The first reason is that utopian societies tend towards authoritarianism. In societies where many values are balanced, there emerge healthier and truer forms of democracy. In France, liberte, egalite, fraternite — hence, a democracy emerged whose purpose was to balance these three competing, often conflicting objectives. But America’s only value was, and remains, freedom. A more sophisticated democracy, working to balance competing values, never emerged, or had to be built.
When a society only has one real value, what happens? It stagnates intellectually, socially, and emotionally, not just intellectually. Let me illustrate that to you backwards. Why has America’s notion of freedom never evolved beyond guns, gods, and subjugation — as in Europe, where it means healthcare, dignity, and education, too? Well, for a value to evolve, it must compete too, against a conflicting value. “Freedom” can only grow to mean something more than “guns” if it is conflict with, for example, equality, or fraternity — then we can debate it, reframe it, reorient it, and so it becomes a little more sophisticated, resonant, meaningful. But if there is only one value to begin with in a society, what reason is there for that society to ever think? To ever consider, reflect, mature, or grow?
So the second reason that utopian societies implode is that that the very definition of utopianism is perfection, but perfection can only ever contain, mean, hold one value, in America’s case “freedom”, in the Soviet Union’s case “equality” — and so they grow incapable of thought, growth, or development.
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Now what happens when a society has just one value, that must be defended, shielded, and protected? Well, the world becomes a threatening place, doesn’t it? In such a society, there is no real room for ambiguity, ambivalence, dissent, difference. So utopian societies pretty soon become places not just of rigidity and conformity, too — but places where the utopian ideal must be defended at any cost, because nothing else can really be allowed to exist — which is the third reason they collapse.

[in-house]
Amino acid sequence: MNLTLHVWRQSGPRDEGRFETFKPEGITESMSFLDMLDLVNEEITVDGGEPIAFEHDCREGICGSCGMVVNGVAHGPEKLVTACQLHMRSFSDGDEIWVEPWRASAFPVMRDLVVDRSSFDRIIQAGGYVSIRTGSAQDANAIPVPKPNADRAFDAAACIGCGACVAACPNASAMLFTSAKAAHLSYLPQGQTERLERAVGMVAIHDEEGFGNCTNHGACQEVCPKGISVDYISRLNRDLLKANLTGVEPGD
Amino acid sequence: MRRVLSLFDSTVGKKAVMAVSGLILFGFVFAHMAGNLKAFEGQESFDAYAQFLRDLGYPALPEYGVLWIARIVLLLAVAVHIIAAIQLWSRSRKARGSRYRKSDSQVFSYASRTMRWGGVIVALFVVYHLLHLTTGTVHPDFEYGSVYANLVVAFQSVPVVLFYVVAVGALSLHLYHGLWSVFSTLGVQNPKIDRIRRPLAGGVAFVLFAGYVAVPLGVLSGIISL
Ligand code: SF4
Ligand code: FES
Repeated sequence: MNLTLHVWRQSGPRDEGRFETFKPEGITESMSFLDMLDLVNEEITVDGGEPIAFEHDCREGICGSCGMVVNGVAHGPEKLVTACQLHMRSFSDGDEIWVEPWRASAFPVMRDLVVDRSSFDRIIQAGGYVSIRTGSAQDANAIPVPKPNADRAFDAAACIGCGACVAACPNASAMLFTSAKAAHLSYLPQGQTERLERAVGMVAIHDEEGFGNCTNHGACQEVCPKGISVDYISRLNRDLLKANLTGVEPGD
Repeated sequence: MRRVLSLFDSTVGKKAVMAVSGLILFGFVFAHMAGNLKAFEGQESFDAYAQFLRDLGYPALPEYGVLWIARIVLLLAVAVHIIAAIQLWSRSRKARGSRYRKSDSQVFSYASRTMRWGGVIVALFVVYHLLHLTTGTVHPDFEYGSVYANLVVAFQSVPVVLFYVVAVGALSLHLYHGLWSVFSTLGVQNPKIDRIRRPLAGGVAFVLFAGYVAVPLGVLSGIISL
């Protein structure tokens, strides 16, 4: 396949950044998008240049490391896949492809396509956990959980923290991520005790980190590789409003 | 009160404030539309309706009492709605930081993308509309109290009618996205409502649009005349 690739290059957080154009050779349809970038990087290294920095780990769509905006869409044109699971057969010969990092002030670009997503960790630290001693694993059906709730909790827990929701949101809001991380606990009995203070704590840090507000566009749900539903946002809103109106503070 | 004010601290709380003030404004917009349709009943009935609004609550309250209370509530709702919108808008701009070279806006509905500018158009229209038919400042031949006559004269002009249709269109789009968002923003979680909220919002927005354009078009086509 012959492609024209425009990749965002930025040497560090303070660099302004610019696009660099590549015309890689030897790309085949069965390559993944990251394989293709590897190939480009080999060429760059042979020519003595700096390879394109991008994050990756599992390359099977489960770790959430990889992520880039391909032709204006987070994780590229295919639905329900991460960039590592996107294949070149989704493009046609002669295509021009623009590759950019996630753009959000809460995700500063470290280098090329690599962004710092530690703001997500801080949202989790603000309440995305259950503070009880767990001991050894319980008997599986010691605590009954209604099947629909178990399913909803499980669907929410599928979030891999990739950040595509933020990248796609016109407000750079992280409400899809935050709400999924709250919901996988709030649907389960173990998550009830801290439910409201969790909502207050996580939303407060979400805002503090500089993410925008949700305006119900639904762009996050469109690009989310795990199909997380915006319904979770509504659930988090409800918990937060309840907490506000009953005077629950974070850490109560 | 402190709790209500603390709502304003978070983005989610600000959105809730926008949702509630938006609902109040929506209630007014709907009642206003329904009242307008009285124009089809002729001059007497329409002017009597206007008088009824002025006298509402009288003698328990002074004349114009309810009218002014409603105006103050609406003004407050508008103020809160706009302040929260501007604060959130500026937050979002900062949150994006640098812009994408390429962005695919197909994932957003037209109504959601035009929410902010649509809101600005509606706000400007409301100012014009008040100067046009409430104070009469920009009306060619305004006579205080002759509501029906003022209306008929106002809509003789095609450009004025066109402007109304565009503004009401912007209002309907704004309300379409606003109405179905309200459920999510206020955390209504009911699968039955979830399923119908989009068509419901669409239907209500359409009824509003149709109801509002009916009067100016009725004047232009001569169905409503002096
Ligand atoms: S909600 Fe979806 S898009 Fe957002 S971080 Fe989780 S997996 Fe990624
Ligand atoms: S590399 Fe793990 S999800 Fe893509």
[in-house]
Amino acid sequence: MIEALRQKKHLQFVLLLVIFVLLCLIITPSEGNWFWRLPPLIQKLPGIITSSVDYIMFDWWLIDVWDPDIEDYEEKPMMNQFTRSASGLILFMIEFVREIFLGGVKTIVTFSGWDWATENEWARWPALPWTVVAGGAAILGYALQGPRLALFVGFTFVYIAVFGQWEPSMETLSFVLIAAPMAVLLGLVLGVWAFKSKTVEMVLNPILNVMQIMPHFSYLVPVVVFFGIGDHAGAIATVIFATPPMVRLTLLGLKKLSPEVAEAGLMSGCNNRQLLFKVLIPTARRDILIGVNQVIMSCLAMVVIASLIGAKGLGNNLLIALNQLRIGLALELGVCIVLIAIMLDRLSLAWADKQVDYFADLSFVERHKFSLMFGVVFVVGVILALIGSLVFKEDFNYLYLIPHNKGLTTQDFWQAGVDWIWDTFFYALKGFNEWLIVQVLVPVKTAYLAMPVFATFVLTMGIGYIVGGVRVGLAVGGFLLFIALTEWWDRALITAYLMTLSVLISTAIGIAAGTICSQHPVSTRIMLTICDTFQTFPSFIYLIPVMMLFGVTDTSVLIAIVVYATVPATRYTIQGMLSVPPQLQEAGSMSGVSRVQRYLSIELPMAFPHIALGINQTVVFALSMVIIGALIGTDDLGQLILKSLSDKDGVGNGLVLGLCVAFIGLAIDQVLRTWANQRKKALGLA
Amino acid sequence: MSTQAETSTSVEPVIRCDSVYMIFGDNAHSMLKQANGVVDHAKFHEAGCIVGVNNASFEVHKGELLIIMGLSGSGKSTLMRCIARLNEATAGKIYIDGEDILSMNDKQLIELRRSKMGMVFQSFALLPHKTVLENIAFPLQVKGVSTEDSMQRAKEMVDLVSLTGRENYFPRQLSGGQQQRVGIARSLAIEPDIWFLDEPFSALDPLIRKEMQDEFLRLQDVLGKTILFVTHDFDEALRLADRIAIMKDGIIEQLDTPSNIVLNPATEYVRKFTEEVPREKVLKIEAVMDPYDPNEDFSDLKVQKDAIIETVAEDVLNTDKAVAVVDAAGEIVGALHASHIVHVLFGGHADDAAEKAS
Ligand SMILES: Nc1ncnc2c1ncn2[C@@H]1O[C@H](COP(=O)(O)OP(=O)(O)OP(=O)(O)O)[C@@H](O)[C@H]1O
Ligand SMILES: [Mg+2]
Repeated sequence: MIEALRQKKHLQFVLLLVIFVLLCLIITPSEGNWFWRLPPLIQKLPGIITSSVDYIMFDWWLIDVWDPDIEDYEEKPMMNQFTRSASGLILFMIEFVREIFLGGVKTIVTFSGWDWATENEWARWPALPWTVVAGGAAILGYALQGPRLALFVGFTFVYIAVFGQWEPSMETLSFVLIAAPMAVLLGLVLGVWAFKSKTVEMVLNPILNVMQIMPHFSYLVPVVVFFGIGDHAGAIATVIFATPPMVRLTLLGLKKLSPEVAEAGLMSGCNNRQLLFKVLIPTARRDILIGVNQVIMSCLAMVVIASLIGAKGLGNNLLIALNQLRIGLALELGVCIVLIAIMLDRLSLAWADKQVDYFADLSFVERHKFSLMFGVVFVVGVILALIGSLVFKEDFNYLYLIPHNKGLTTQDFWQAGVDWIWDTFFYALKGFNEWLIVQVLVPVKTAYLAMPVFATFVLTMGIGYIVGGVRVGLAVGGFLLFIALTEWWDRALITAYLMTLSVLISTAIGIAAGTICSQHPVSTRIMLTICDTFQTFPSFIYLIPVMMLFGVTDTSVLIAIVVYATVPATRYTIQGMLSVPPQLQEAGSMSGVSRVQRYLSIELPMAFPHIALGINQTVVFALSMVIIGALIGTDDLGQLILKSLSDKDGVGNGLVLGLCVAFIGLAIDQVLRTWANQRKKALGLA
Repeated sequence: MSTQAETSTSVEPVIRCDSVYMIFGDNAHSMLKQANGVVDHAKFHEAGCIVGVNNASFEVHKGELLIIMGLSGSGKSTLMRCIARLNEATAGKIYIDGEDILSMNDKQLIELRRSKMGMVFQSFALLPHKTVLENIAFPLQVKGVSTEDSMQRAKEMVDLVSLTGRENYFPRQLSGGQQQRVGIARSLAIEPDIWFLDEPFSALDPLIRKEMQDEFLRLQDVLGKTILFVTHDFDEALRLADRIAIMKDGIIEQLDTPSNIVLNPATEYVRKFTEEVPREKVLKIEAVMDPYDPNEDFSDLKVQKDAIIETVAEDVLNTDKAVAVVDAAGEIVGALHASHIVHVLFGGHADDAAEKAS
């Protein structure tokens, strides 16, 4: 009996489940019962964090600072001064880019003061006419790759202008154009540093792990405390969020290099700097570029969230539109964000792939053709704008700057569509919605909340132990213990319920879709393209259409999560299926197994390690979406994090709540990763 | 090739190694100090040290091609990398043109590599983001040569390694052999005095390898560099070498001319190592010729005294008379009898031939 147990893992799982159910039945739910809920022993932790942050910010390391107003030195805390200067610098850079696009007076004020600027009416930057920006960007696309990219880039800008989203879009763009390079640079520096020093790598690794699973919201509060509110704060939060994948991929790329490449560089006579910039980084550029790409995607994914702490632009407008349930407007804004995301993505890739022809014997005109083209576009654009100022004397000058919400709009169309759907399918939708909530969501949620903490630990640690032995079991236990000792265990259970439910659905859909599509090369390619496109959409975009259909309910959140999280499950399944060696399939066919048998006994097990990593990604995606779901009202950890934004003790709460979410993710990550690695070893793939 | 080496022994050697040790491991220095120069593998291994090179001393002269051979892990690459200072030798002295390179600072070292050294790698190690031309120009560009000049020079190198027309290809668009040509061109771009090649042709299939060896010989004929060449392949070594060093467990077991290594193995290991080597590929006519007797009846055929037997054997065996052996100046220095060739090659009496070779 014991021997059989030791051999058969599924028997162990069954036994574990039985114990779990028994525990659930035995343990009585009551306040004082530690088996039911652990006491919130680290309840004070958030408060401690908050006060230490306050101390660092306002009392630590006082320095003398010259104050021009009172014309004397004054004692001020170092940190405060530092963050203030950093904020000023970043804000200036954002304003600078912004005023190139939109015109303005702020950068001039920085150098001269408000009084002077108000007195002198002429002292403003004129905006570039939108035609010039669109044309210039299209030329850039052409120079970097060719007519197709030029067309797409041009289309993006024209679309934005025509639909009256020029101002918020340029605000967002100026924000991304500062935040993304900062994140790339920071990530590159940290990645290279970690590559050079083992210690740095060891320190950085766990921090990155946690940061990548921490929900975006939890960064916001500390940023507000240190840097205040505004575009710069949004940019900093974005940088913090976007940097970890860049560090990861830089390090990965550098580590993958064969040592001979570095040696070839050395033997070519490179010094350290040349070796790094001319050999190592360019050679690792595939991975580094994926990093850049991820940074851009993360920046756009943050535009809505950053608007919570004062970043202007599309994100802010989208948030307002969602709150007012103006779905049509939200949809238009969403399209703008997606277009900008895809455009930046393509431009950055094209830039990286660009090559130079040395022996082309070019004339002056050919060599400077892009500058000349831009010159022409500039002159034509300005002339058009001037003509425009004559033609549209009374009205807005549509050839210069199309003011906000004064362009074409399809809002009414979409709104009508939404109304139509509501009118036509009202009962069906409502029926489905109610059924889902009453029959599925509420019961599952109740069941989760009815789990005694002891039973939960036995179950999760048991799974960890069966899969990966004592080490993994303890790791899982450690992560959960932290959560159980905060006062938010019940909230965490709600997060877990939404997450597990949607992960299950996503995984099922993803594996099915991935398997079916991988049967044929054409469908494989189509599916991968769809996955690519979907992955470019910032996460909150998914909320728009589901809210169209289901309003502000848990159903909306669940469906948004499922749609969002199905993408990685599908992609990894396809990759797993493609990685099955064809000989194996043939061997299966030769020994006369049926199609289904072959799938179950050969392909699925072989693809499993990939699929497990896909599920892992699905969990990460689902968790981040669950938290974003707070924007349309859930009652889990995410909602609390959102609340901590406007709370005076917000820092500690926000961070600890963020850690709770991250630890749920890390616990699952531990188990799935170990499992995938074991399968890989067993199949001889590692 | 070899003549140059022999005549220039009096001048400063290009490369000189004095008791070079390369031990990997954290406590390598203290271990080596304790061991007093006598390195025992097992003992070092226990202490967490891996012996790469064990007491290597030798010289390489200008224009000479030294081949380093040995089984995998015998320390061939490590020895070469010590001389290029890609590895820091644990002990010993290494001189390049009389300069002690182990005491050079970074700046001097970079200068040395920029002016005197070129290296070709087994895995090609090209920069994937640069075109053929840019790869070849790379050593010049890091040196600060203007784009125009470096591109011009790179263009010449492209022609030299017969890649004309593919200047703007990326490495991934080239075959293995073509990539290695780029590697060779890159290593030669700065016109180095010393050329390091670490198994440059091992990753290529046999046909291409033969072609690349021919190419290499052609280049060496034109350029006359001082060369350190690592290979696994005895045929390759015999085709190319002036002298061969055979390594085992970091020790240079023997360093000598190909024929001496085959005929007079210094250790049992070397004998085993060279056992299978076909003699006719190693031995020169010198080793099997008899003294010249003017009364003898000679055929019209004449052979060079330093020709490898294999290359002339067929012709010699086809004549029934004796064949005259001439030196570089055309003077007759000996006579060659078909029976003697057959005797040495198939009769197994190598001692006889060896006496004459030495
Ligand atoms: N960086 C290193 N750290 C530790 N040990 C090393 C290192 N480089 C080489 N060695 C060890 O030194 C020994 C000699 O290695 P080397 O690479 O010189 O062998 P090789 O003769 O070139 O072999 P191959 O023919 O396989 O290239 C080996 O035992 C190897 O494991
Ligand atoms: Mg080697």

In American, “freedom” has essentially come to mean my right to harm you — but that is what “equality” mean in the Soviet Union, too. How funny. How strange. But how can that be? Utopian societies must defend their ideals at any cost — and those costs are always the same, ultimately, though the ideals differ. Their kids, elderly, neighbours, democracies, economies, societies, futures. The ideal soon comes to outweigh any semblance of reason, decency, humanity. Any shred of truth or reality.
Do you see the irony of all this yet? The Nazi ideal was power. The Soviet ideal was equality. The American ideal is freedom. Ah, but — and here is the tricky part — the ideal of a utopian society doesn’t matter at all. It will never be attained. All that matters is that a utopian society has only one ideal — that it will then sacrifice anything for. Once that terrible anchor is laid, the rest is history. Let me put that another way.
Utopian societies think that they are different, each one from the last. “We are not like them!”, each cries,”we are the chosen ones!!” The Americans think they are different from the Soviets, who thought they were different from the Nazis.
But in the end, the dynamics are precisely the same. The single-minded pursuit of a one-dimensional ideal causes a society to be unable to tolerate anything else. First, difference. Then, dissent. Then, its neighbours, its social bonds. Then democracy. Its weak — young, elderly, infirm. Then truth itself. Then decency, humanity, reason. Finally, in the end, reality. That is when the utopian project falls. Hubris, at last, meets nemesis.
America, of course, is not so far down this path as its utopian forebears. But the writing on the wall is clear to see. The only question left is if Americans can still read the tragic, ironic words of history.
It is not an easy task for a utopian society to understand these lessons, you see. Every utopianism becomes a kind of sacred myth that, because it contains seductive illusions of perfection, is often hard to surrender, to dislodge — precisely because it is so much easier to go on believing in these grandiose dreams.
What would Americans have if they didn’t the myth of utopian capitalism? They would have nothing at all. They don’t have healthcare, retirement, leisure time, incomes, savings, a working society, safety, stability, opportunity. Easier, then, to cling to the myth. At least in it there is solace.
So perhaps you see how dangerous utopian myths are: they are all the more necessary to cling to, as a kind of emotional salve, the more precarious that they make life, creating a kind of trap. But it is when one is falling into that trap is when one needs to read the writing on the wall of history the most — because it contains the instructions on how to stop the fall brought about by one’s own tragic hubris.
This article was originally published by "Medium" -
The views expressed in this article are solely those of the author and do not necessarily reflect the opinions of Information Clearing House.